- He continuously calls 1.SS and 7.Pz "marvelous" divisions and writes about about his experience commanding them in glowing terms. Notes numerous tactical wins, calls them an elite. He calls Peiper a courageous commander. He considered 25.Pz to be useless. He had great admiration for the ability of Mantueffuel. He attributes his defeats in fall/winter 43' to lack of extra divisions needed to consolidate territory taken.

                    - He considered GD oversized.

                    -He considered the volkgrenadier divisions to be very poor, of marginal value.

                    - A lot of roasting of the SS. Low opinion of Himmler's empire building and the Waffen SS; He considered the SS filled with "delinquents". He also considered Himmler a disaster in leadership selection for the SS and volksgrenadier formations, and considered many of the leaders to be criminals.

                    -He seems to have an intense quarrel with 6 SS Pz Army in 1945, basically calling their commanders mostly incompetents. He had a low opinion of 9.SS 'H''s leadership. He writes of the breakdown of 5.SS and 9.SS combat morale in 1945 and poor performance. He considered SS replacements to be poorly trained. He mentions the post-war quarrel he continued to have with veteran community of the W-SS.

                    -On discussing his experience in Lorraine/Metz he talked of it being the most stressful of his time in WW2, as he had only 8 poor quality divisions against enormous US force correlation. He mentions the panzer brigades as self-cannibalizing due to the lack of service and support structures. He mentions 1,250 Allied air sorties a day against his forces (which is similar to the LW air support at stalingrad..) and zero LW air support for his command. The usual distortion of troop movements due to airpower is mentioned.

                    -He mentions that the US opponents violated truces and used the opportunity to infiltrate his positions, which he complained as being against international law.

                    -He considered the forces in the West 44' to be commanded by men who couldn't hack it in the east and had accumulated there over time. He talked of the "Normandy syndrome"- of commanders broken by the retreat which he considered similar to the "Tunis" syndrome. These men were in need of being replaced.

                    -He repeatedly implies that he considered US command to be sluggish in exploiting their vast force superiority and considers his survival until the Ardennes offensive to be a near-miracle.

                    -He considered the use of Hitler youth boys in the rear as a way "they can play traunt", and thus useless.
                    Last edited by Cult Icon; 04 May 15, 00:44.


                    • This makes me more excited than ever to get his memoirs!!! I love the fact that Balck doesn't mince words, and is very open with his opinions, even if I don't agree with all of them.
                      The quarrel between 6th SS Pz Armee and Balck in Hungary in 1945 is legendary! He already had problems with the 9th SS and Bittrich since Tarnopol in 1944, and of course in 1945. You should absolutely read the book by the former Ia of 6th SS Pz Armee, Georg Maier, "Drama Between Budapest and Vienna." Not only is it an astounding book, it is very critical of Balck and his post war memoirs. It's a good counter to Balck, who apparently liked to blame subordinates for his possible mistakes. I say possible, because I haven't read an unbiased account of Hungary yet, only Balck's opinions, and the SS's (Maier's) opinions. Either way it's excellent...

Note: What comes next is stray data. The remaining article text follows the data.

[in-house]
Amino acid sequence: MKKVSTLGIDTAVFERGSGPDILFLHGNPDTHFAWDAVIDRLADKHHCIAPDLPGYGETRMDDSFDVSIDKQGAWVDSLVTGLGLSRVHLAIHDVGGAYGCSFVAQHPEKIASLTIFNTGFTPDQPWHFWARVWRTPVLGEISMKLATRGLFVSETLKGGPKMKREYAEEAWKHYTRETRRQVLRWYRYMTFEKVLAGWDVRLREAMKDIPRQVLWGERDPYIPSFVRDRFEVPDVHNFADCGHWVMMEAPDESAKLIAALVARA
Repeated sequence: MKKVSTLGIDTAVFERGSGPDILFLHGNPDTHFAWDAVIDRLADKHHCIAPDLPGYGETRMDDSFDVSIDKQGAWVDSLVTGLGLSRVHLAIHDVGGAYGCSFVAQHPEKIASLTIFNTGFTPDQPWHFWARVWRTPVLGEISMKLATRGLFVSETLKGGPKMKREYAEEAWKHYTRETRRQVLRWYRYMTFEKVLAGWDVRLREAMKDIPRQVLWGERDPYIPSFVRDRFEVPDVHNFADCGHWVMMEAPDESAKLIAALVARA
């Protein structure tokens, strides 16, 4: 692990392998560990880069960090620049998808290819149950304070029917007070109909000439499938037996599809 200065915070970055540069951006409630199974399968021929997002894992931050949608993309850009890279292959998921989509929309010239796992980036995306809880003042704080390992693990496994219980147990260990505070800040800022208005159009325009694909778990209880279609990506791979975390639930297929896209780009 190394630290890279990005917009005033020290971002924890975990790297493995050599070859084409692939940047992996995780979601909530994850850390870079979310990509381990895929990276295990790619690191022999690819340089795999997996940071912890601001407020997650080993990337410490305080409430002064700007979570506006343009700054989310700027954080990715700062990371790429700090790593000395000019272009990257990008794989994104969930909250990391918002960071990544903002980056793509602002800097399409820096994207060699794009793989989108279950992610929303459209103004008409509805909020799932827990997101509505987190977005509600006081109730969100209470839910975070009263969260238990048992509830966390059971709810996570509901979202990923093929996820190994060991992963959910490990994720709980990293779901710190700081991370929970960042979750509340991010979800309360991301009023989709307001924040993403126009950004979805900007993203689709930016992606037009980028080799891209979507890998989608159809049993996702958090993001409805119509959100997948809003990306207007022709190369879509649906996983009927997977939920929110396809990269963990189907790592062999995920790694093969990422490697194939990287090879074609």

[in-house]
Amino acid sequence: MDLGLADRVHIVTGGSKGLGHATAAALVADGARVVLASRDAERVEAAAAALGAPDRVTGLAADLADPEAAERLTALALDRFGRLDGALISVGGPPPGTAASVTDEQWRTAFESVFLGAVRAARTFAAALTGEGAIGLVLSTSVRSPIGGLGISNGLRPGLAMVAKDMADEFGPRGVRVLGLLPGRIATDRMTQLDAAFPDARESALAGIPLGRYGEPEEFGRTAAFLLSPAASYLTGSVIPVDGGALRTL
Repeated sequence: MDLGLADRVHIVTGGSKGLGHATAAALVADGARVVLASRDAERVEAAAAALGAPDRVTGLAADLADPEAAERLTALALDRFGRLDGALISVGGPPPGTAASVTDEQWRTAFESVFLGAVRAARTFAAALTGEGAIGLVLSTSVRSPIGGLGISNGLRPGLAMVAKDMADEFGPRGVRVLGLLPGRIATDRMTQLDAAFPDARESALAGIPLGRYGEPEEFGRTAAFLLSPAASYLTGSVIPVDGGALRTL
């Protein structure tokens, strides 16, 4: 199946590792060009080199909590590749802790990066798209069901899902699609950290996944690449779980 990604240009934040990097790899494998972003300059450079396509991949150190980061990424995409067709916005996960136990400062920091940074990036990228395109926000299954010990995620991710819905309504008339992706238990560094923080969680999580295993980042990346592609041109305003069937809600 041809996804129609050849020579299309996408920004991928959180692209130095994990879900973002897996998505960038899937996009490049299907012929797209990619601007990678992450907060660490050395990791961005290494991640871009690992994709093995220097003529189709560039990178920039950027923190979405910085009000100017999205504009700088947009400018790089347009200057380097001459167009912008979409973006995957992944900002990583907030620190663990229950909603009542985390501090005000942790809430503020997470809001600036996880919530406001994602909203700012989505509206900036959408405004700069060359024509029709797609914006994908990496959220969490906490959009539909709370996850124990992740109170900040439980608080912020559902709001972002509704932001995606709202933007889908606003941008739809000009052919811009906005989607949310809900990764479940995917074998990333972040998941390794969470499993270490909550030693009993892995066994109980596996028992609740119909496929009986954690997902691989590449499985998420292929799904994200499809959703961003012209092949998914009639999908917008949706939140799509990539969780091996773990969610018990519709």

• Balck, from the preview comes across as the typical high ego General, and his opinions tend to be of a polarized good/bad sort.

                        Of interest is that he mentions post-war issues with the W-SS veterans and the 9.SS and basically attacks them as being delusional about certain issues.


                        • Near the end of the video (14:50), the PR CO, Colonel Schultz of 7.Pz receives the Diamonds from Hitler. He would take over command of 7.Pz and be KIA a month later.

                          Only 11 members of the Heer received the Diamonds in WW2, and 4 of them were in the 7.Pz. These men were Rommel, Mantueffuel, Schultz, Mauss. 7.Pz, besides being a top unit... must be, to some degree, well connected.

                          Last edited by Cult Icon; 13 May 15, 12:44.


                          • In Nov 1942, the Germans got more than their money's worth on:

                            22.Pz, 16.ID (Mot.), 29.ID (Mot.)


                            • 6.Pz (Dec. 1942-March 1943), after being rebuilt for months this was the most powerful formation in the south of the eastern front circa Dec 1942. It comes across as being efficient in the preservation of its combat manpower. With up to 1,000 LW sorties a day (usually below 500), it largely does most of the mauling of 51.A during the first stage of winter-storm before its panzer regiment shrivels up & the overwhelmingly large 2.GA/5.Shock-Army move into position.

                              11.Pz also made an epic war path May 1942- March 1943. It also comes across as efficient in the preservation of its fighting men and thus frequently available for future assignments. It is particularly effective in armor engagements with numerous heavy successes in tank battles, which generally involved mauling armored corps.
                              Last edited by Cult Icon; 10 Jun 15, 15:45.


                              • In Feb-March 1943 besides the more famous struggle in the south there was also Soviet offensives to take objectives in the center and north of the eastern front like Orel.

                                Like in the south, the Germans make a counteroffensive and restore the situation.

                                In the northern neck of the orel salient, of the PzD there were 5.Pz, 9.Pz

                                In the southern neck of the orel salient, of the PzD there were 12.Pz, 18.Pz, 20.Pz. 4.Pz arrives in early March as reinforcement.

                                2. Tank Army is also deployed here in the Orel offensive.